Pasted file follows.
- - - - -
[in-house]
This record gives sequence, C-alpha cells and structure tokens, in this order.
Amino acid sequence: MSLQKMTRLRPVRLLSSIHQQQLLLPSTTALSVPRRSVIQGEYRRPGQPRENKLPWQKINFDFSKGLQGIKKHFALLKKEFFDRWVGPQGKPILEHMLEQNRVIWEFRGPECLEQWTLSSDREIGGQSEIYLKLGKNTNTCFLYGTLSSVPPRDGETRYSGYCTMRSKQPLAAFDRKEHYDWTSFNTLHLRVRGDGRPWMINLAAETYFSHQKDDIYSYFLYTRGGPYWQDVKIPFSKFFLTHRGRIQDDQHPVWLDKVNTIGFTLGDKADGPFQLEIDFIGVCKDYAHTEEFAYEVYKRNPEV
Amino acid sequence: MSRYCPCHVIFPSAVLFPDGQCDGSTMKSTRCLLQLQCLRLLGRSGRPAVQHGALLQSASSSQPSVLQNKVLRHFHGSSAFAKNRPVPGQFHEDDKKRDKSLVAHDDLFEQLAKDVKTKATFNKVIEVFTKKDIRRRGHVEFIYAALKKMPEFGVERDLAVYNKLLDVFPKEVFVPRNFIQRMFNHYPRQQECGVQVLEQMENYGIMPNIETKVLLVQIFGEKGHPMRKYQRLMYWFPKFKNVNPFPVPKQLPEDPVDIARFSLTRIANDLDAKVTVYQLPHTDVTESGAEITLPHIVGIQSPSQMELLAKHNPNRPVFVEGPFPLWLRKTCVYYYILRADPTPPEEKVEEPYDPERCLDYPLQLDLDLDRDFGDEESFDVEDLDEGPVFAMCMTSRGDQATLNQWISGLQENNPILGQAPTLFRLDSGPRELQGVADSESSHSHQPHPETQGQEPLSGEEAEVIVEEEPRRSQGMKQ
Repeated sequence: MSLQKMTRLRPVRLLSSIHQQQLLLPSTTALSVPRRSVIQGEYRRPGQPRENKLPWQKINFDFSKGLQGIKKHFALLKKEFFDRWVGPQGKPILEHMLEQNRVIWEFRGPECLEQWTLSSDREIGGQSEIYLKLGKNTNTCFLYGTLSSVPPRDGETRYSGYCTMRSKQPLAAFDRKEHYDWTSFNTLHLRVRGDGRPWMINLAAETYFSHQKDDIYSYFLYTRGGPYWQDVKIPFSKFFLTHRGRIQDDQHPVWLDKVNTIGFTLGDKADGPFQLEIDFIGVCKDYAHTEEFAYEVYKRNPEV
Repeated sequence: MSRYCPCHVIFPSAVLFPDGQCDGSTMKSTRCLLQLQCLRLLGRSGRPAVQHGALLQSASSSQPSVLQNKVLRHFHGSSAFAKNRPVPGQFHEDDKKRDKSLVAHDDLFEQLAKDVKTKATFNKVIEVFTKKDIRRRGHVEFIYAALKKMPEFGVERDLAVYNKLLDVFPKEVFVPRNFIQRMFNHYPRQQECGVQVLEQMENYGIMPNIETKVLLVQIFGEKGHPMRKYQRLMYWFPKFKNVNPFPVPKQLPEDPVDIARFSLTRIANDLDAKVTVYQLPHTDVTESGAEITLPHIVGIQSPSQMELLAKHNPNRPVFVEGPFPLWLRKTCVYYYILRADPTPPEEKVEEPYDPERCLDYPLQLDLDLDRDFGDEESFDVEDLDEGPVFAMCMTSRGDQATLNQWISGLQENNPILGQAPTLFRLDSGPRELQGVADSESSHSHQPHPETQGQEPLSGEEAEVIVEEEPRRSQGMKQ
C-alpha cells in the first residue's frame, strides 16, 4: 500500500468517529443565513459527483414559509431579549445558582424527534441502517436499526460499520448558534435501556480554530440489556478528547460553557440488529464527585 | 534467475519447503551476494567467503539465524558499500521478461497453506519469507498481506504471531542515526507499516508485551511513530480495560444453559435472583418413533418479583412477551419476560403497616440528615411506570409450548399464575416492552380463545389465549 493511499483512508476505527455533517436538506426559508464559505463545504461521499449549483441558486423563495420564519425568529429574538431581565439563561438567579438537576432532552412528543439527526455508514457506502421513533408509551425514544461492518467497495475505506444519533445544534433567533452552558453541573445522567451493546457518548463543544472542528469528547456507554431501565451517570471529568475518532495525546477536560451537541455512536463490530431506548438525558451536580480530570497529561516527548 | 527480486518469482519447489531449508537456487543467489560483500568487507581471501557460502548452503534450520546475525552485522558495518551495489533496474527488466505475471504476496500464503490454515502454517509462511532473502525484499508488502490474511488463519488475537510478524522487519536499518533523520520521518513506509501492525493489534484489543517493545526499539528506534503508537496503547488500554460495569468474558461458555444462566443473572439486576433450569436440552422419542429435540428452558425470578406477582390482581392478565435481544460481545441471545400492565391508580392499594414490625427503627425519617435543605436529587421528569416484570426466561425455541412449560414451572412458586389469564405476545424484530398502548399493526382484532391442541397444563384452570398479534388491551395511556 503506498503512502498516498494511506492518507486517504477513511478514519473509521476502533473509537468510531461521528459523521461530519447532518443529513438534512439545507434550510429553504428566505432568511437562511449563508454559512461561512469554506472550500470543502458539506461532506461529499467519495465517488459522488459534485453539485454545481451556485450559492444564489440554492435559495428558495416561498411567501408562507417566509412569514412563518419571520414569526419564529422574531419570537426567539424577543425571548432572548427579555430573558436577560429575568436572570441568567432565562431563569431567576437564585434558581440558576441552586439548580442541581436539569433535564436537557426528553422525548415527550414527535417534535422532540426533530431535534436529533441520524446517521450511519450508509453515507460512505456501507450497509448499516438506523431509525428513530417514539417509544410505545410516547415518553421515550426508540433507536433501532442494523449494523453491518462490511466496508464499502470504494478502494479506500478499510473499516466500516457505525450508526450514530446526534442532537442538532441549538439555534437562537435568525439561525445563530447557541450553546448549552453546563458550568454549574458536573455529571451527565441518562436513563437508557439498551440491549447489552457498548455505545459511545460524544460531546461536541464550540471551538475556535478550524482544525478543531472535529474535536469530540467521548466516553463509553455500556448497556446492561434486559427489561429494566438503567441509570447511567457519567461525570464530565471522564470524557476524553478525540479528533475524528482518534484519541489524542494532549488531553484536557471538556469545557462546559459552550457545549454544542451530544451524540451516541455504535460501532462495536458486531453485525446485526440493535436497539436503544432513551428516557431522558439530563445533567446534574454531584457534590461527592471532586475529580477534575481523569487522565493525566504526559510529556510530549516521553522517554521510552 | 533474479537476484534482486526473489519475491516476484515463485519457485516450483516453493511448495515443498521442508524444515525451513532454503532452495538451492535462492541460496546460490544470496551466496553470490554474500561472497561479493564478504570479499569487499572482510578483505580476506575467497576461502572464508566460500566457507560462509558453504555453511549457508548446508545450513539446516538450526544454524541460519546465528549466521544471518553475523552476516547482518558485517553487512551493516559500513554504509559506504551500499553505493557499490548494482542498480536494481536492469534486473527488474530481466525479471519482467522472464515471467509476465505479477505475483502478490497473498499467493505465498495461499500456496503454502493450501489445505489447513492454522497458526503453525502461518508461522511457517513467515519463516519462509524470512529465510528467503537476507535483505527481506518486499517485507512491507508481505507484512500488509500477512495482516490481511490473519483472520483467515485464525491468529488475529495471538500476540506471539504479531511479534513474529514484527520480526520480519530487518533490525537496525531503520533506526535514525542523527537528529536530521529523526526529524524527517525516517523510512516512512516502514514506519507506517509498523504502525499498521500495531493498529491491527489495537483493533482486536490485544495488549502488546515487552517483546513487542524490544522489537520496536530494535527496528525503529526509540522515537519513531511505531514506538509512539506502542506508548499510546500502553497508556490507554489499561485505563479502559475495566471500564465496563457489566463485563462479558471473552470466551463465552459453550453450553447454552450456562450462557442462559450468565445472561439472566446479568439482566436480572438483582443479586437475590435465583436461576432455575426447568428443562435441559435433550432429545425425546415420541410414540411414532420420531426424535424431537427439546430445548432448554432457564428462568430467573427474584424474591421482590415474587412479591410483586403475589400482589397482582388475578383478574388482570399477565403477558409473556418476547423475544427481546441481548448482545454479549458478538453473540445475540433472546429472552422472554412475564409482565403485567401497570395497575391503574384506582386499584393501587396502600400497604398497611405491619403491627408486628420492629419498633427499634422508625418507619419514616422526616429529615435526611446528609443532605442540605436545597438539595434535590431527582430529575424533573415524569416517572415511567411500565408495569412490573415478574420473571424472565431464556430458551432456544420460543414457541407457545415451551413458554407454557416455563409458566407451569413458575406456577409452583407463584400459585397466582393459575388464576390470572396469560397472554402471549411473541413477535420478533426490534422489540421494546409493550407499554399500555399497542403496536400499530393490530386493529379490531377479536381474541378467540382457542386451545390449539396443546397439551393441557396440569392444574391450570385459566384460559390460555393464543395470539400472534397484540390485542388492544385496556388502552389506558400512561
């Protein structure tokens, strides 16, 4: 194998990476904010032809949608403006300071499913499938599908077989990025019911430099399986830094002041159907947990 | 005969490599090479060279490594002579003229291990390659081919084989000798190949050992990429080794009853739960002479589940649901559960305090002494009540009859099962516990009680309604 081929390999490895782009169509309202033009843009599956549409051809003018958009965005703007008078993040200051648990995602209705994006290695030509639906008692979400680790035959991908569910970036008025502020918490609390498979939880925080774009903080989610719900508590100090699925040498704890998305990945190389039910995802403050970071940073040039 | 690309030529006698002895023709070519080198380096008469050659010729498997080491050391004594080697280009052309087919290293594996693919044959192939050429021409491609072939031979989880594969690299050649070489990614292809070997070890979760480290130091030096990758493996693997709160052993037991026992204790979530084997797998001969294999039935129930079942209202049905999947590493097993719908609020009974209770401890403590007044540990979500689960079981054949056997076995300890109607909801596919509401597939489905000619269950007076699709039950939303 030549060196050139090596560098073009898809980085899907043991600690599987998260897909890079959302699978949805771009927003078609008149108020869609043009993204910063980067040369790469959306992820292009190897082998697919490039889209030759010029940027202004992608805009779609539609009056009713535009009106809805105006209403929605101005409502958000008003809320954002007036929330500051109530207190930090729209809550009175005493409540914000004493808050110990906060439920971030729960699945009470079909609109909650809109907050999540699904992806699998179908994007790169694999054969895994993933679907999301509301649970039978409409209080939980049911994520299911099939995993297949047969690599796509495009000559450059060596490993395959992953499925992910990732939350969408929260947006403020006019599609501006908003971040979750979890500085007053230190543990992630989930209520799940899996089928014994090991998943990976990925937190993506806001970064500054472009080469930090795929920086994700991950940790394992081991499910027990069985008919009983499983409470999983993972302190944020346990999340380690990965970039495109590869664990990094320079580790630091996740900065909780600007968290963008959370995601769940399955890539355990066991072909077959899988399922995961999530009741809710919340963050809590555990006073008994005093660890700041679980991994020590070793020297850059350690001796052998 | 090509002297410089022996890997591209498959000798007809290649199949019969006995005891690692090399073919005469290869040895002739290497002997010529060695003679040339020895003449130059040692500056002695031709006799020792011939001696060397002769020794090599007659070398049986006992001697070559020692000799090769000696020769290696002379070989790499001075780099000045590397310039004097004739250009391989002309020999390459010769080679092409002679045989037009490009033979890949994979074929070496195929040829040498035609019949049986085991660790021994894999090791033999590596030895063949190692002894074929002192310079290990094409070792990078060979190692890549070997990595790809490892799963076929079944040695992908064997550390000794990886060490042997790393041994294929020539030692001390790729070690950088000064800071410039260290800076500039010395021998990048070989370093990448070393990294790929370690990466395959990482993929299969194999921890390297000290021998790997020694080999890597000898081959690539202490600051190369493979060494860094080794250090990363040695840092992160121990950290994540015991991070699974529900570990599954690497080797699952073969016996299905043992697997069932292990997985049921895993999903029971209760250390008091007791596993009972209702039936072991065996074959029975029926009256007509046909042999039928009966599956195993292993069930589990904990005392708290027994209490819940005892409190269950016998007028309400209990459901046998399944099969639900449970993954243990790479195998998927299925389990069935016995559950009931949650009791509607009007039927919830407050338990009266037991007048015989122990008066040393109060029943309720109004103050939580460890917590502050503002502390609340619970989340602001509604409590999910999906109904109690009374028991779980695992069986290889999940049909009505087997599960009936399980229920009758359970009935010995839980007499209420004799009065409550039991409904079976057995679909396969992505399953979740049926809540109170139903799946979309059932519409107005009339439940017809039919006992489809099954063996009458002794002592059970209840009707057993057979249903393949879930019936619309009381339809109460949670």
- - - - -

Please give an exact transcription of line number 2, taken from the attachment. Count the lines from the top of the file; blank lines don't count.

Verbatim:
This record gives sequence, C-alpha cells and structure tokens, in this order.